What Do You Hope Will Still Exist in 2030? Humanity will change more in the next 15 years than it did in the past century. Some of us may have our pizzas and packages delivered on flying drones. We could travel in driverless cars, use 3D printers to make our meals and makeup, and wear technology from head to toe. Others may face issues with land degradation and water shortages, which could cause droughts in some areas and floods in others. It's crazy what can happen over time. It should get us thinking: What kind of world do we want to be living in by 2030, and how can we make that a reality? From September 21 to 22, the fifth annual Social Good Summit — a unique gathering of world leaders, business pioneers and tech innovators — will explore how technology can be used for social good to build a better future. This week's Mashable Photo Challenge will be based around the event. That could be your iPhone 5s — which will probably be in a museum by then — or a normal pair of glasses and a hardcover book.
CSS and the Golden Ratio A few weekes ago while at Brooklyn Beta, I was lucky enough to sit next to Scott Kellum during lunch. He mentioned how recently he had been interested in the idea of making fractals using nested CSS shapes with sizes defined by ems. I was excited to play with the idea, and so I began working with the golden ratio (1.618033988...). (after 4 years of architecture school, it still has a soft spot in my heart.) click to toggle css visibility click to toggle html visibility Then I began work to create the ubiquitous golden spiral. however, after a bit, I realized my css was flawed (see below). nothing aligned quite right. click to toggle html visibility (same old, just some more classes) After getting lost in the possibilities and hacking away at the CSS, I realized the answer was simple (as is the case with most problems of this type). click to toggle html visibility (only the classes really change) One step closer to global domination! It's pretty basic, but it's a start. tweet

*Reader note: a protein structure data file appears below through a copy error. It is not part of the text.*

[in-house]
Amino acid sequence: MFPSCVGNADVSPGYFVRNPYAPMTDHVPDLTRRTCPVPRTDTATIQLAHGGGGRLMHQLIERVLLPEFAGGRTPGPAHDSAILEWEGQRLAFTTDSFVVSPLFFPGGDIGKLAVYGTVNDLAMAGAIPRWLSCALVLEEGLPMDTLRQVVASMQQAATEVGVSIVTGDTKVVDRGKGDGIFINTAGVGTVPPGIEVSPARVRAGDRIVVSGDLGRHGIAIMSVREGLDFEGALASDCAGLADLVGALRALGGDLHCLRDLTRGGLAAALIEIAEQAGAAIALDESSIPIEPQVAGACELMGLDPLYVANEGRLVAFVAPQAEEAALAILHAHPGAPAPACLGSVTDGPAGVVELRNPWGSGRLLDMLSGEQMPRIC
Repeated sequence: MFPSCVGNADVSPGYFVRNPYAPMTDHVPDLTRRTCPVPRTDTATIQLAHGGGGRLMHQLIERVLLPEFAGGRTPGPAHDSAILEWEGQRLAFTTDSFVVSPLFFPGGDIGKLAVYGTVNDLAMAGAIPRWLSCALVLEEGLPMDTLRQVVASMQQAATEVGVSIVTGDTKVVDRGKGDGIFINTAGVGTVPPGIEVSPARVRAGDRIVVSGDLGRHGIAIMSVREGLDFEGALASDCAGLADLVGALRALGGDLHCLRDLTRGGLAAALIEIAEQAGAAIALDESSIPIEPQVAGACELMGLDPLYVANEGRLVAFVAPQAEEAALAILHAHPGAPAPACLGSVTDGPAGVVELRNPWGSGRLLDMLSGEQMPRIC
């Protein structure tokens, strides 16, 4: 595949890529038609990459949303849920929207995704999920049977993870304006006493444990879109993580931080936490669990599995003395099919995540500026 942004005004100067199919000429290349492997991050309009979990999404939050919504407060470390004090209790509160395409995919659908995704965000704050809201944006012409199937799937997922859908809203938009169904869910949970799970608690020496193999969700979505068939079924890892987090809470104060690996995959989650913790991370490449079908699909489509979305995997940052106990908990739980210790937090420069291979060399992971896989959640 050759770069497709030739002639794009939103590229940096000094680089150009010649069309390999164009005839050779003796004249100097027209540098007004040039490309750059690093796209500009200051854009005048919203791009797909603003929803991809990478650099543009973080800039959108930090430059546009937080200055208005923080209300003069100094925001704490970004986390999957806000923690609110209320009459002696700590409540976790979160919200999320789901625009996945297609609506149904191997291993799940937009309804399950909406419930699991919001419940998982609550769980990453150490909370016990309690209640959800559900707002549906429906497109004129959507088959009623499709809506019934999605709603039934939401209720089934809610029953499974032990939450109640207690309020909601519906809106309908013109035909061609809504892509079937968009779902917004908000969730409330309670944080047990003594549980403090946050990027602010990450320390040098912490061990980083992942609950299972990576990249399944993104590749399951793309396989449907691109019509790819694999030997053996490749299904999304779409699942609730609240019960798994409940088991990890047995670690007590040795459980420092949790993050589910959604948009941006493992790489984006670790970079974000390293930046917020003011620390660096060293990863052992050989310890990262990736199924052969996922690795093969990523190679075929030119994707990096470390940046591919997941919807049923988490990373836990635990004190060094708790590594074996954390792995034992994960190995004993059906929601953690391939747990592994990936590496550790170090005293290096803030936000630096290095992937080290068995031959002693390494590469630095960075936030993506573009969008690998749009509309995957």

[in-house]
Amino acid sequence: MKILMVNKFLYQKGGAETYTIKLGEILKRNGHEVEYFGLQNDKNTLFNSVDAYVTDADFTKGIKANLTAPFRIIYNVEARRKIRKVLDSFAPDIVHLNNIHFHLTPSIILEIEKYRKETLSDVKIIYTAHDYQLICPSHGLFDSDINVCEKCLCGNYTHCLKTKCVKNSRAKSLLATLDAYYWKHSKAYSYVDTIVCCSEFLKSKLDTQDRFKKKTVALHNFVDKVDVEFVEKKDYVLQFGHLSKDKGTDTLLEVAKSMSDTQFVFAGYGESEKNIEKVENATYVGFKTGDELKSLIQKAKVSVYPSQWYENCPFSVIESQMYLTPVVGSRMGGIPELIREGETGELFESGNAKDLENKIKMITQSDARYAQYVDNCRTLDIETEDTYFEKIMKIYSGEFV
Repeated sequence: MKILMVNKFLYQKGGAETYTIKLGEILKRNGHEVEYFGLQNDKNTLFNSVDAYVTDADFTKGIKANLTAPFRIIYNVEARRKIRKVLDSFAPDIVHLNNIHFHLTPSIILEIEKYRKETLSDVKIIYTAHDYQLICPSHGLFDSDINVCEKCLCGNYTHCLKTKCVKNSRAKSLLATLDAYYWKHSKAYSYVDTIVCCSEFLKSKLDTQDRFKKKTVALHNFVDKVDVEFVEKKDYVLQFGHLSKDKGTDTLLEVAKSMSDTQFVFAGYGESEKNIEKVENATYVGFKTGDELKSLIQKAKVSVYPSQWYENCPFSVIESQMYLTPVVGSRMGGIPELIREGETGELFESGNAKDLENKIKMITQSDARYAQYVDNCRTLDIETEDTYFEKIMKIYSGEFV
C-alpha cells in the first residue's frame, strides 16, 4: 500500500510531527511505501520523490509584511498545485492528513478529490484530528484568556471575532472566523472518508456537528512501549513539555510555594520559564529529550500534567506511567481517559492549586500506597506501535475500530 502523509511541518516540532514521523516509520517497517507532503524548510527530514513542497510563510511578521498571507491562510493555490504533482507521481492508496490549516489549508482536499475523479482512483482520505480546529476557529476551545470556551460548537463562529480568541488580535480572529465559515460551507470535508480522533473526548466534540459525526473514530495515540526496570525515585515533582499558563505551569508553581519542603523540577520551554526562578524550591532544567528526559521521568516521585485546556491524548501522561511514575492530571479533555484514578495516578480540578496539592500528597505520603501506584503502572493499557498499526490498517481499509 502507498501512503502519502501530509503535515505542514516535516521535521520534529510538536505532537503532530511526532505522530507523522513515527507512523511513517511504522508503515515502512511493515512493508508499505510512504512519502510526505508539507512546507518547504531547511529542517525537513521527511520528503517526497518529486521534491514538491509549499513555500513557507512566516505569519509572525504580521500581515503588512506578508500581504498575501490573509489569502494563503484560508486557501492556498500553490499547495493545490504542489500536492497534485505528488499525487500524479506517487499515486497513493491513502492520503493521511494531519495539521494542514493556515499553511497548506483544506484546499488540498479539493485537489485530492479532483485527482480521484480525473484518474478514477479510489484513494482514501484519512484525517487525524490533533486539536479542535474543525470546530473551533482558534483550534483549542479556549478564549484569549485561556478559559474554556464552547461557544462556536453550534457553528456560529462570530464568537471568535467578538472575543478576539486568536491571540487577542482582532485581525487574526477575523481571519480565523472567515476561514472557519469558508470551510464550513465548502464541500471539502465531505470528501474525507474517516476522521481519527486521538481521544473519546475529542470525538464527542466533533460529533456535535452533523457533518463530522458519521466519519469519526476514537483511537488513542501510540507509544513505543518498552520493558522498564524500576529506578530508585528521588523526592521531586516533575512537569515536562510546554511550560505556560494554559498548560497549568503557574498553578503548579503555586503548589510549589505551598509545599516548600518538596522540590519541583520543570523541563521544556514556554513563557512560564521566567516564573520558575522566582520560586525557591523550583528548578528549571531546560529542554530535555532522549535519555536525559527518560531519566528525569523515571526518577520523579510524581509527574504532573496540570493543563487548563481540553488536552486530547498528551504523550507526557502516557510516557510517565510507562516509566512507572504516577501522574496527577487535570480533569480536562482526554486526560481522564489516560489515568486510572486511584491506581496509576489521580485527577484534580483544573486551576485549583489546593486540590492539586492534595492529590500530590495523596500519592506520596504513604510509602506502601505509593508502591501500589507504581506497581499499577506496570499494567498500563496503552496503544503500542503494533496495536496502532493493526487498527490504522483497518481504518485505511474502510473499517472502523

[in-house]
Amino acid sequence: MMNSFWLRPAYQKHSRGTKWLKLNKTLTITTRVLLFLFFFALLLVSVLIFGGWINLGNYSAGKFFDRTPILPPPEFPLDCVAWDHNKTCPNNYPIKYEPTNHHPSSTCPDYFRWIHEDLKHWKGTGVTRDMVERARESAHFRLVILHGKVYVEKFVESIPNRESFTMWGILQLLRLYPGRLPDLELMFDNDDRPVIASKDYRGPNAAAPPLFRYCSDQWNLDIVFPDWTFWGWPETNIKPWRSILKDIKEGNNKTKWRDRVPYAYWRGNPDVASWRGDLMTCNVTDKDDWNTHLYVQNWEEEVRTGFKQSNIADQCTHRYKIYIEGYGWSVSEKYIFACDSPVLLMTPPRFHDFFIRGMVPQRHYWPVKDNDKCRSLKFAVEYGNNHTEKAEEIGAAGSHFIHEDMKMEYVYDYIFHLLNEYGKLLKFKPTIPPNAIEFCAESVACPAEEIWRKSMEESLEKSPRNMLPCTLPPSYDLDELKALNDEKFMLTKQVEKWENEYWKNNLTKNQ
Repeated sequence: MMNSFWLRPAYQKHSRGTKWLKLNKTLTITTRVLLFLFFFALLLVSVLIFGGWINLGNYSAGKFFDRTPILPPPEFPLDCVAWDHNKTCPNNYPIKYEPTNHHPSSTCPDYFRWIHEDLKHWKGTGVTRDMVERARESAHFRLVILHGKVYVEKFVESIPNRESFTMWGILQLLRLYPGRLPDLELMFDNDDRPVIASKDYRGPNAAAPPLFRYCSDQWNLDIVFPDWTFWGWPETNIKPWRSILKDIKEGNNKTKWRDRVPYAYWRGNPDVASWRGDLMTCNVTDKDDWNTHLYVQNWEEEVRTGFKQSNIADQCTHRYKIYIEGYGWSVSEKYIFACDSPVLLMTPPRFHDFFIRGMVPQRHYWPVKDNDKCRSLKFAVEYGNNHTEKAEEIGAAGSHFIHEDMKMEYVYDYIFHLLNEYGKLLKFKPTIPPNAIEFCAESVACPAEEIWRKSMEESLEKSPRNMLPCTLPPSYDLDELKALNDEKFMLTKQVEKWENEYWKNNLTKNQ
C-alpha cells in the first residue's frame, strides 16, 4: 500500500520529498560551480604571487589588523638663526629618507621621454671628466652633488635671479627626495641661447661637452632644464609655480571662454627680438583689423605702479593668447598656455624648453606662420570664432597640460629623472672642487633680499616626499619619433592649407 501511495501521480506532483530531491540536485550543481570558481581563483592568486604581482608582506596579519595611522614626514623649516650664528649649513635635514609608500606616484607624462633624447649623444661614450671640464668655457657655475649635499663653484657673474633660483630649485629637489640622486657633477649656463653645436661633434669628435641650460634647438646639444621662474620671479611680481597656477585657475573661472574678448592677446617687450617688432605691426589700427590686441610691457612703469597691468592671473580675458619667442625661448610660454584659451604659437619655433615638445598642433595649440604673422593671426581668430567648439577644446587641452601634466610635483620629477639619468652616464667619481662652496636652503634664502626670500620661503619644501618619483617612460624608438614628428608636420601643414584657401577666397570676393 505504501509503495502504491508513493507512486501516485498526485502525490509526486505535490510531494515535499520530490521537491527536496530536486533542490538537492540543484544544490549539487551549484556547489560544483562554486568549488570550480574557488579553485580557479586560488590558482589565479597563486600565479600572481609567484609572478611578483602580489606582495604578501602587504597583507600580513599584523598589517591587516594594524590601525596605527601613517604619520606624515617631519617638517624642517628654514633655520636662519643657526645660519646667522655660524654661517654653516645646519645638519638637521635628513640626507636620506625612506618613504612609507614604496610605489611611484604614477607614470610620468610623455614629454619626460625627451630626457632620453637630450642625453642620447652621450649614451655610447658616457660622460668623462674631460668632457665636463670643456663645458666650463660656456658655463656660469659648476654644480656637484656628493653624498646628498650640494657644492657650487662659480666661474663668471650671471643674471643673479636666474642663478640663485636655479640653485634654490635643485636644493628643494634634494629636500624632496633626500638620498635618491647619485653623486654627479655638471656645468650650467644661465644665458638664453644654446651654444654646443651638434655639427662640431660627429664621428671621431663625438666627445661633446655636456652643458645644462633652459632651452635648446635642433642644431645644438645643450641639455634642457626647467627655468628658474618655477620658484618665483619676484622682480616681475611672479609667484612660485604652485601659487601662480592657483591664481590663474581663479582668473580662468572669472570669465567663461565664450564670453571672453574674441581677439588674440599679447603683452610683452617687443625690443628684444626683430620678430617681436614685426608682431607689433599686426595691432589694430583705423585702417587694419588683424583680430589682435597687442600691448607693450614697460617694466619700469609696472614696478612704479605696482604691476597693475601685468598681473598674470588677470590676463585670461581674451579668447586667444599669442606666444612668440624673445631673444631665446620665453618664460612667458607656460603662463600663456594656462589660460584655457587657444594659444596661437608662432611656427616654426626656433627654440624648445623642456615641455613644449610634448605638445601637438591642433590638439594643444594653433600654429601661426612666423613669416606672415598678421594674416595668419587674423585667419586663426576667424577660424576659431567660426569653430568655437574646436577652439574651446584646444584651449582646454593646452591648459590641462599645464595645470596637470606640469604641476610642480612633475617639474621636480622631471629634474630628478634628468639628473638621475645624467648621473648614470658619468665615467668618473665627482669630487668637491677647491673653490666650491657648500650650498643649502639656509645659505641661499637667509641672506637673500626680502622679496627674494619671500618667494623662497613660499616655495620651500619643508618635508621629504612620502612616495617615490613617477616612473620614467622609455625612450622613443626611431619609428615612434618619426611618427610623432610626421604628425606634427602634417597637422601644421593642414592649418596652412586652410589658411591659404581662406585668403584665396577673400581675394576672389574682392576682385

TinyPNG – Compress PNG images while preserving transparency Twitter Announces Its First Commerce Product — A “Buy” Button On Mobile After months of reports and rumors, Twitter is announcing its first commerce product. The company first signaled its interest in this area last year, when it hired former Ticketmaster CEO Nathan Hubbard to lead its commerce team. Then it started recruiting other commerce specialists, and Recode got its hands on mock-ups of a Buy Now button. Over the summer, people started spotting those buttons in the wild. So Twitter is officially announcing that Buy button today — in a blog post, the company says it will be visible to “a small percentage of U.S. users (that will grow over time).” And even though the test is starting out on mobile, a company spokesperson said it will be moving onto desktop soon as well. Twitter says it’s partnering with a number of companies to make the Buy Now button happen, starting social shopping company Fancy, digital content seller Gumroad, fan commerce company Musictoday, and payments company Stripe.